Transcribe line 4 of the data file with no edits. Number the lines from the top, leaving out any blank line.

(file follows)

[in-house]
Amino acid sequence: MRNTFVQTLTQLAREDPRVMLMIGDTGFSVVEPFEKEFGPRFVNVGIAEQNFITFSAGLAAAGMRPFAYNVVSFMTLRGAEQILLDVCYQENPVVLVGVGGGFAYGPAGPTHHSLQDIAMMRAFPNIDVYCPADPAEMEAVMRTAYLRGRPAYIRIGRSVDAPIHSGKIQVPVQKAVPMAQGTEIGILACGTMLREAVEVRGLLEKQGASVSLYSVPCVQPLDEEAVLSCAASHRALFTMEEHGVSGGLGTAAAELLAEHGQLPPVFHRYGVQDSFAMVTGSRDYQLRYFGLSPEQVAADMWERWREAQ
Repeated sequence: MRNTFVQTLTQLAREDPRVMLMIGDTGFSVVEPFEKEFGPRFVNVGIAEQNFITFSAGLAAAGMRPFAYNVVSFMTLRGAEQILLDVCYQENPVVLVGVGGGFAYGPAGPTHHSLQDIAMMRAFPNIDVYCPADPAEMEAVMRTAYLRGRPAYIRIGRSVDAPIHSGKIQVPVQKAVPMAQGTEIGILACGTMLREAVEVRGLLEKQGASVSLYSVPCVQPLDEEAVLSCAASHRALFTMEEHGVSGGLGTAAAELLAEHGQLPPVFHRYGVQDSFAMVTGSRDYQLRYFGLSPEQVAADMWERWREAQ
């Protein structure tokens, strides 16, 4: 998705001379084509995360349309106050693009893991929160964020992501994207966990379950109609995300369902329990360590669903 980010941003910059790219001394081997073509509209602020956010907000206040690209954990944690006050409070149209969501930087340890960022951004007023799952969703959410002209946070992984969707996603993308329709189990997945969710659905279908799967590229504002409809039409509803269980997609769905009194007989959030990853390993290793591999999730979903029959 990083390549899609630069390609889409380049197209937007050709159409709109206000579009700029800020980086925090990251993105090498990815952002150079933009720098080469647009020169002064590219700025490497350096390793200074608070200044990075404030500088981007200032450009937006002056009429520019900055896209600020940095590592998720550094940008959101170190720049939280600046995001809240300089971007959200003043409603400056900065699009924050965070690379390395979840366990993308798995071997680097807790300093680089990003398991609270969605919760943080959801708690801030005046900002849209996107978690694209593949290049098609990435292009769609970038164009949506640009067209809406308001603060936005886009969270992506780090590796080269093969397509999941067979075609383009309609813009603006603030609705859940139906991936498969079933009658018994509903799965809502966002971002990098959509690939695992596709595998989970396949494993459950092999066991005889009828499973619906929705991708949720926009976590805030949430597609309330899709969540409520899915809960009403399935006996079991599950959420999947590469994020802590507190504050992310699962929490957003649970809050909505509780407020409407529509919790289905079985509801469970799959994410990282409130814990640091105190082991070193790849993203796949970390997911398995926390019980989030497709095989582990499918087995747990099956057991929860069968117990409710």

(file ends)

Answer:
């Protein structure tokens, strides 16, 4: 998705001379084509995360349309106050693009893991929160964020992501994207966990379950109609995300369902329990360590669903 980010941003910059790219001394081997073509509209602020956010907000206040690209954990944690006050409070149209969501930087340890960022951004007023799952969703959410002209946070992984969707996603993308329709189990997945969710659905279908799967590229504002409809039409509803269980997609769905009194007989959030990853390993290793591999999730979903029959 990083390549899609630069390609889409380049197209937007050709159409709109206000579009700029800020980086925090990251993105090498990815952002150079933009720098080469647009020169002064590219700025490497350096390793200074608070200044990075404030500088981007200032450009937006002056009429520019900055896209600020940095590592998720550094940008959101170190720049939280600046995001809240300089971007959200003043409603400056900065699009924050965070690379390395979840366990993308798995071997680097807790300093680089990003398991609270969605919760943080959801708690801030005046900002849209996107978690694209593949290049098609990435292009769609970038164009949506640009067209809406308001603060936005886009969270992506780090590796080269093969397509999941067979075609383009309609813009603006603030609705859940139906991936498969079933009658018994509903799965809502966002971002990098959509690939695992596709595998989970396949494993459950092999066991005889009828499973619906929705991708949720926009976590805030949430597609309330899709969540409520899915809960009403399935006996079991599950959420999947590469994020802590507190504050992310699962929490957003649970809050909505509780407020409407529509919790289905079985509801469970799959994410990282409130814990640091105190082991070193790849993203796949970390997911398995926390019980989030497709095989582990499918087995747990099956057991929860069968117990409710």